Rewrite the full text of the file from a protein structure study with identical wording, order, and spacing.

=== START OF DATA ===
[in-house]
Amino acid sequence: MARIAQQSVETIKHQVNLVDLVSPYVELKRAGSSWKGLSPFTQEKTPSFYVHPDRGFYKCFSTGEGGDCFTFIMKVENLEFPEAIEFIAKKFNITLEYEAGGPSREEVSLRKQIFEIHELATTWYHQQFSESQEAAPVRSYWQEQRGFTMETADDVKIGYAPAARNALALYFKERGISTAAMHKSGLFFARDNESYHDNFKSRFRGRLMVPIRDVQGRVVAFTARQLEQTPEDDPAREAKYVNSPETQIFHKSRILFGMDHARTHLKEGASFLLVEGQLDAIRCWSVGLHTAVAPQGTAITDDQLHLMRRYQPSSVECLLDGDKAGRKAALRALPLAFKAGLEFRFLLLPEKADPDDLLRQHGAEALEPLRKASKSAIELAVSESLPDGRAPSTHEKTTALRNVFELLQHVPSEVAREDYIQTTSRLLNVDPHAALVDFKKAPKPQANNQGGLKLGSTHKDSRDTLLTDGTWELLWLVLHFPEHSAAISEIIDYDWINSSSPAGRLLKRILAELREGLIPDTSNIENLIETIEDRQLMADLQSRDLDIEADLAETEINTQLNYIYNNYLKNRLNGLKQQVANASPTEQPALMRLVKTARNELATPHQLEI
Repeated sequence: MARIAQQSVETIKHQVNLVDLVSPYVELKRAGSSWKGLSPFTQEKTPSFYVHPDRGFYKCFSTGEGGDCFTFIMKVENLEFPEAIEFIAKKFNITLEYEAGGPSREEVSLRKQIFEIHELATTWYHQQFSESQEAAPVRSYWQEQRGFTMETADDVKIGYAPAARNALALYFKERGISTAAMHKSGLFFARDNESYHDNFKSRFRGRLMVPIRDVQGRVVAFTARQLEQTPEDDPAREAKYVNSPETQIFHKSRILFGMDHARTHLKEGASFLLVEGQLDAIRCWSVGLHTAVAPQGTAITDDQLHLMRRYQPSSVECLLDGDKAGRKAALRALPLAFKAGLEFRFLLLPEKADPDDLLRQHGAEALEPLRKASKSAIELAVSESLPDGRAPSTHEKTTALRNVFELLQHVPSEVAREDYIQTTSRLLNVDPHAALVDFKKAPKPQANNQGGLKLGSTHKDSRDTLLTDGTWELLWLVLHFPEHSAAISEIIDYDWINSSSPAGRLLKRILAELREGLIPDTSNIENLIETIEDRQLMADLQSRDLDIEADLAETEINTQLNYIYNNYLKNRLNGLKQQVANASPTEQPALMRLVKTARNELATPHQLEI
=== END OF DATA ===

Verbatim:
[in-house]
Amino acid sequence: MARIAQQSVETIKHQVNLVDLVSPYVELKRAGSSWKGLSPFTQEKTPSFYVHPDRGFYKCFSTGEGGDCFTFIMKVENLEFPEAIEFIAKKFNITLEYEAGGPSREEVSLRKQIFEIHELATTWYHQQFSESQEAAPVRSYWQEQRGFTMETADDVKIGYAPAARNALALYFKERGISTAAMHKSGLFFARDNESYHDNFKSRFRGRLMVPIRDVQGRVVAFTARQLEQTPEDDPAREAKYVNSPETQIFHKSRILFGMDHARTHLKEGASFLLVEGQLDAIRCWSVGLHTAVAPQGTAITDDQLHLMRRYQPSSVECLLDGDKAGRKAALRALPLAFKAGLEFRFLLLPEKADPDDLLRQHGAEALEPLRKASKSAIELAVSESLPDGRAPSTHEKTTALRNVFELLQHVPSEVAREDYIQTTSRLLNVDPHAALVDFKKAPKPQANNQGGLKLGSTHKDSRDTLLTDGTWELLWLVLHFPEHSAAISEIIDYDWINSSSPAGRLLKRILAELREGLIPDTSNIENLIETIEDRQLMADLQSRDLDIEADLAETEINTQLNYIYNNYLKNRLNGLKQQVANASPTEQPALMRLVKTARNELATPHQLEI
Repeated sequence: MARIAQQSVETIKHQVNLVDLVSPYVELKRAGSSWKGLSPFTQEKTPSFYVHPDRGFYKCFSTGEGGDCFTFIMKVENLEFPEAIEFIAKKFNITLEYEAGGPSREEVSLRKQIFEIHELATTWYHQQFSESQEAAPVRSYWQEQRGFTMETADDVKIGYAPAARNALALYFKERGISTAAMHKSGLFFARDNESYHDNFKSRFRGRLMVPIRDVQGRVVAFTARQLEQTPEDDPAREAKYVNSPETQIFHKSRILFGMDHARTHLKEGASFLLVEGQLDAIRCWSVGLHTAVAPQGTAITDDQLHLMRRYQPSSVECLLDGDKAGRKAALRALPLAFKAGLEFRFLLLPEKADPDDLLRQHGAEALEPLRKASKSAIELAVSESLPDGRAPSTHEKTTALRNVFELLQHVPSEVAREDYIQTTSRLLNVDPHAALVDFKKAPKPQANNQGGLKLGSTHKDSRDTLLTDGTWELLWLVLHFPEHSAAISEIIDYDWINSSSPAGRLLKRILAELREGLIPDTSNIENLIETIEDRQLMADLQSRDLDIEADLAETEINTQLNYIYNNYLKNRLNGLKQQVANASPTEQPALMRLVKTARNELATPHQLEI